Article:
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Social Security Isn’t a Pension Plan But

11:58 am in Social Security by masaccio

From Shanghai, Photo by Sean Munson via Flickr,

The most obvious way Social Security is like a pension plan is that the rich are trying to destroy it, just like Hostess Brands wrecked the retirement plans of its bakers. But there are other similarities. Since 1983, we have all paid in a lot more money in FICA taxes than needed to fund current payments on the theory that it would be there for baby boomers when it was needed.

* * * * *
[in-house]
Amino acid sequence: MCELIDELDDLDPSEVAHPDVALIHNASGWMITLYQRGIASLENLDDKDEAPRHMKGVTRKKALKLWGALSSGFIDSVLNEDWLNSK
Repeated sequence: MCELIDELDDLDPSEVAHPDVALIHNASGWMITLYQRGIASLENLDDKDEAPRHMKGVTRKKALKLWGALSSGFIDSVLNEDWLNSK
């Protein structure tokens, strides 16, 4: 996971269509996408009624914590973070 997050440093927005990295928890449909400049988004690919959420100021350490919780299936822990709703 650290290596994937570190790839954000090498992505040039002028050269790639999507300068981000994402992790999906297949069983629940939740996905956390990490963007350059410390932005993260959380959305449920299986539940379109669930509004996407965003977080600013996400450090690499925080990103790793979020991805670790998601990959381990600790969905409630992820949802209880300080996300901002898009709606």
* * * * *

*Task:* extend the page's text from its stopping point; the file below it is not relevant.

Pension plans do the same thing. They use actuarial calculations to figure out how much money they need in out years, and how much they need to take in today to make those payments. Then they invest the money as safely as possible so that it will be there when it is needed. The Social Security Trust Fund was ordered to use the excess contributions to buy Treasury obligations, albeit of a type supposedly not to be sold to the public. Those obligations are the bulwark of the demands of citizens who don’t want to see any more cuts to Social Security. They also constitute a partial explanation for the desire of the rich to cut Social Security: the bonds will have to be redeemed, meaning either the Treasury will have to sell bonds to replace them or we will have to increase taxes to fund the repayment of the bonds, or some other step will be necessary that the rich don’t like.